The first two weeks did not go well. The only thing that really survives on the final record from those chaotic and undisciplined sessions is the screaming introduction and tag of "Man Out Of Time" — a fair indication of the tone of those days. We were trying to beat the songs into submission. A few of these drunken and berserk items can be found on CD 2, if you care to attend the autopsy.
Somewhere around the end of the second week, a moment of sober reflection set us on a new course.
The major change of the previous 18 months had been a gradual switch to piano as my main composing instrument. This not only invited a more arranged approach to the songs, but also reflected the music to which I was listening. This consisted of a lot of hours with a handful of mid-‘30s Billie Holiday recordings — "Ghost Of Yesterday" and "Gloomy Sunday" being my favourites — the "Glad To Be Unhappy" side of Rodgers & Hart, as found on the late Billie Holiday album Lady In Satin and Frank Sinatra's In The Wee Small Hours collection, the Round About Midnight album by Miles Davis, a The Left Banke compilation, the piano music of Erik Satie, and a cassette of La Mer by Debussy. Hardly any of these choices had a detectable influence on the songs on this record, but I also returned to the albums of David Ackles with which I had spent an awful lot of time as a teenager. Now as an adult, there was certainly something attractive about the way these records felt out of step with fashion and had a connection to so many musical threads.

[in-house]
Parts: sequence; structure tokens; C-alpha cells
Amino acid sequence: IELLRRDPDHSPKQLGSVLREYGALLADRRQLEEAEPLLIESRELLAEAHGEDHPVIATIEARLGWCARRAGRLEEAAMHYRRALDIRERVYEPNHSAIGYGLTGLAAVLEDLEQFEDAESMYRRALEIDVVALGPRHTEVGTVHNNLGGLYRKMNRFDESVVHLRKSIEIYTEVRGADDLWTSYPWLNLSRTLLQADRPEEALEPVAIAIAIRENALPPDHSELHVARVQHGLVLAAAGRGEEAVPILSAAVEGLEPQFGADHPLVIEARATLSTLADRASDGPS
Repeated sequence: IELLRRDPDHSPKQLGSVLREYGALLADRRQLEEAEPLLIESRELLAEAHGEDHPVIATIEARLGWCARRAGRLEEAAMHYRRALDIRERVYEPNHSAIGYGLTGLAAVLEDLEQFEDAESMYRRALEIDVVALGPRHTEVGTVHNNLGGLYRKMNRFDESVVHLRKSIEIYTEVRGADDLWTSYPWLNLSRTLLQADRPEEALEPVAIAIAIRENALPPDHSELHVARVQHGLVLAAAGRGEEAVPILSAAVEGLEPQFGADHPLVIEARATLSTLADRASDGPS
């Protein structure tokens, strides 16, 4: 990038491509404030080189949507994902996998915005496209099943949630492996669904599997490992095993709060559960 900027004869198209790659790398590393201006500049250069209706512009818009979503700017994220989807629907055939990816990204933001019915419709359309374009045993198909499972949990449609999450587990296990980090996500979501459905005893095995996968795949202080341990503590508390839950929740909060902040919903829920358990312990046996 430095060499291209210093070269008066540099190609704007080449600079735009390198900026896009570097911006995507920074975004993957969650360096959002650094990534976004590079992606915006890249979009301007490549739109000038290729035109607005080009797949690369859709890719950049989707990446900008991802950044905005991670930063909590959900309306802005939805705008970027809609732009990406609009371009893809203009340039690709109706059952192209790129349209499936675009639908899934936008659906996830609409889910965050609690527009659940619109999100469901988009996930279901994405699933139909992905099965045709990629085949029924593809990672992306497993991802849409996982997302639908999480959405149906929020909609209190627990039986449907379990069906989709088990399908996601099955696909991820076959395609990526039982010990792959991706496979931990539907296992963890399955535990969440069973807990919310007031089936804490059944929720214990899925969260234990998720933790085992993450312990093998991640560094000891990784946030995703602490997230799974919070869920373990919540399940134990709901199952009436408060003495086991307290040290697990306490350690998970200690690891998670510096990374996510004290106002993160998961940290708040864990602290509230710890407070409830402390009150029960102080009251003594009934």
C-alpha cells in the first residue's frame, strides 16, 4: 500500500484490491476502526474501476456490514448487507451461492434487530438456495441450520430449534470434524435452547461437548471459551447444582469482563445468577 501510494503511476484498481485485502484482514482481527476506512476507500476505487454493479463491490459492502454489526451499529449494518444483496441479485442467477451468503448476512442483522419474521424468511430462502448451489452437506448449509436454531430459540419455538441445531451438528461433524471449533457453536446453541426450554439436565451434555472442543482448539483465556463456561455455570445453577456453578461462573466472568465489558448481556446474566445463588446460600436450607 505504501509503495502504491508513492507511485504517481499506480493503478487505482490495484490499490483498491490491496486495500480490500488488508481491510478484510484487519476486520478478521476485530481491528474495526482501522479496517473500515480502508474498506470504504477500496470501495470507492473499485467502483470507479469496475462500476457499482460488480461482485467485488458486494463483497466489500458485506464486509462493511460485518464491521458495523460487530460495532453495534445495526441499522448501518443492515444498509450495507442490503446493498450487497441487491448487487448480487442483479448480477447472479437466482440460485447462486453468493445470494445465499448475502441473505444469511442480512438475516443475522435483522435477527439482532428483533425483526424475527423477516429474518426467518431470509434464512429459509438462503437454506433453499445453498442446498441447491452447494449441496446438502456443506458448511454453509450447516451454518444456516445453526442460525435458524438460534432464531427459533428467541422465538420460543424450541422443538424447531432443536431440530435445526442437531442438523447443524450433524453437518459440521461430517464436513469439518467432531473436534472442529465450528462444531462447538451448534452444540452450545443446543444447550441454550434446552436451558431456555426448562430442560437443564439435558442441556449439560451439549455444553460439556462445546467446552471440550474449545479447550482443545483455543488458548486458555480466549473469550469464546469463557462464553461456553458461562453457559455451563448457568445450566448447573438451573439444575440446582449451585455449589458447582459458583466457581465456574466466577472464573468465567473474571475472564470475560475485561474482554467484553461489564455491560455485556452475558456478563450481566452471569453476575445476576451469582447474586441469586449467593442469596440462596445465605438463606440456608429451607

It was being an "adult" that was most of the problem, that and the fact there seemed to be little time for "sober reflection". The public and private upheavals of the previous four or five years had heightened my already melancholy disposition. I intend that most "private" matters should remain that way, but when the opening track is called "Beyond Belief", and the key song of a record is entitled "Man Out Of Time", you don't have to be a psychiatrist to work out what was going on.